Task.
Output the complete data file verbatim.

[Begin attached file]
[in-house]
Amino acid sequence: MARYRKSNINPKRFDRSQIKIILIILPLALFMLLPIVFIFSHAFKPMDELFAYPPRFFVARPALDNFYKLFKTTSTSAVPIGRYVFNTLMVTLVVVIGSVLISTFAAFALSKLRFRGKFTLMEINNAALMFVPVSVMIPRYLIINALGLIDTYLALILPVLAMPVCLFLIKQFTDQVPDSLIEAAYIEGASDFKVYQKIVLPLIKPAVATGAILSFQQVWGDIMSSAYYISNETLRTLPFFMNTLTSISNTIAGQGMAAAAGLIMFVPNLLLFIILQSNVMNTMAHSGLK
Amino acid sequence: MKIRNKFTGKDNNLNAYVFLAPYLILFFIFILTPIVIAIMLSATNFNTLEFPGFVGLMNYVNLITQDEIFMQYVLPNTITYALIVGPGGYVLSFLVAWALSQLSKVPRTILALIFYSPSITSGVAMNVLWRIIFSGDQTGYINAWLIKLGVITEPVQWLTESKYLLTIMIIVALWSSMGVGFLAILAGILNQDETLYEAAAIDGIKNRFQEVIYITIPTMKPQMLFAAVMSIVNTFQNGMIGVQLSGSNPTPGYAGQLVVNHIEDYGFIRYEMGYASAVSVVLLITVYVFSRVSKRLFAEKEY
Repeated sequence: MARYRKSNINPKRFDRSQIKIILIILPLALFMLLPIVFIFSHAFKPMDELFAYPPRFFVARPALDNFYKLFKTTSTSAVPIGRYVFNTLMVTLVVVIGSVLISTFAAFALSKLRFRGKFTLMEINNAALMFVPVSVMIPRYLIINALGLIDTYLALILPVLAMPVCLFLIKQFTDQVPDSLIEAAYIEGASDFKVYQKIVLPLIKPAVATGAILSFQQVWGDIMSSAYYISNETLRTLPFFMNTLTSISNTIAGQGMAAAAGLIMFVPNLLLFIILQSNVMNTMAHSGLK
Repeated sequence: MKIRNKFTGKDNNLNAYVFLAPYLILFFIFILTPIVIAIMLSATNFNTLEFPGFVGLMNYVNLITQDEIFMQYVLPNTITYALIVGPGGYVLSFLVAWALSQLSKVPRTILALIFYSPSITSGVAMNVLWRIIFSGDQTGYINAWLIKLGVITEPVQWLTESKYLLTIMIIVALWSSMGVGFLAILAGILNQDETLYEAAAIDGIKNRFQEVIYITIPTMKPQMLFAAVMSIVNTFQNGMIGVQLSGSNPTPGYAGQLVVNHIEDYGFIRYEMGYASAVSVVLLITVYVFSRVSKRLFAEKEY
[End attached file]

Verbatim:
[in-house]
Amino acid sequence: MARYRKSNINPKRFDRSQIKIILIILPLALFMLLPIVFIFSHAFKPMDELFAYPPRFFVARPALDNFYKLFKTTSTSAVPIGRYVFNTLMVTLVVVIGSVLISTFAAFALSKLRFRGKFTLMEINNAALMFVPVSVMIPRYLIINALGLIDTYLALILPVLAMPVCLFLIKQFTDQVPDSLIEAAYIEGASDFKVYQKIVLPLIKPAVATGAILSFQQVWGDIMSSAYYISNETLRTLPFFMNTLTSISNTIAGQGMAAAAGLIMFVPNLLLFIILQSNVMNTMAHSGLK
Amino acid sequence: MKIRNKFTGKDNNLNAYVFLAPYLILFFIFILTPIVIAIMLSATNFNTLEFPGFVGLMNYVNLITQDEIFMQYVLPNTITYALIVGPGGYVLSFLVAWALSQLSKVPRTILALIFYSPSITSGVAMNVLWRIIFSGDQTGYINAWLIKLGVITEPVQWLTESKYLLTIMIIVALWSSMGVGFLAILAGILNQDETLYEAAAIDGIKNRFQEVIYITIPTMKPQMLFAAVMSIVNTFQNGMIGVQLSGSNPTPGYAGQLVVNHIEDYGFIRYEMGYASAVSVVLLITVYVFSRVSKRLFAEKEY
Repeated sequence: MARYRKSNINPKRFDRSQIKIILIILPLALFMLLPIVFIFSHAFKPMDELFAYPPRFFVARPALDNFYKLFKTTSTSAVPIGRYVFNTLMVTLVVVIGSVLISTFAAFALSKLRFRGKFTLMEINNAALMFVPVSVMIPRYLIINALGLIDTYLALILPVLAMPVCLFLIKQFTDQVPDSLIEAAYIEGASDFKVYQKIVLPLIKPAVATGAILSFQQVWGDIMSSAYYISNETLRTLPFFMNTLTSISNTIAGQGMAAAAGLIMFVPNLLLFIILQSNVMNTMAHSGLK
Repeated sequence: MKIRNKFTGKDNNLNAYVFLAPYLILFFIFILTPIVIAIMLSATNFNTLEFPGFVGLMNYVNLITQDEIFMQYVLPNTITYALIVGPGGYVLSFLVAWALSQLSKVPRTILALIFYSPSITSGVAMNVLWRIIFSGDQTGYINAWLIKLGVITEPVQWLTESKYLLTIMIIVALWSSMGVGFLAILAGILNQDETLYEAAAIDGIKNRFQEVIYITIPTMKPQMLFAAVMSIVNTFQNGMIGVQLSGSNPTPGYAGQLVVNHIEDYGFIRYEMGYASAVSVVLLITVYVFSRVSKRLFAEKEY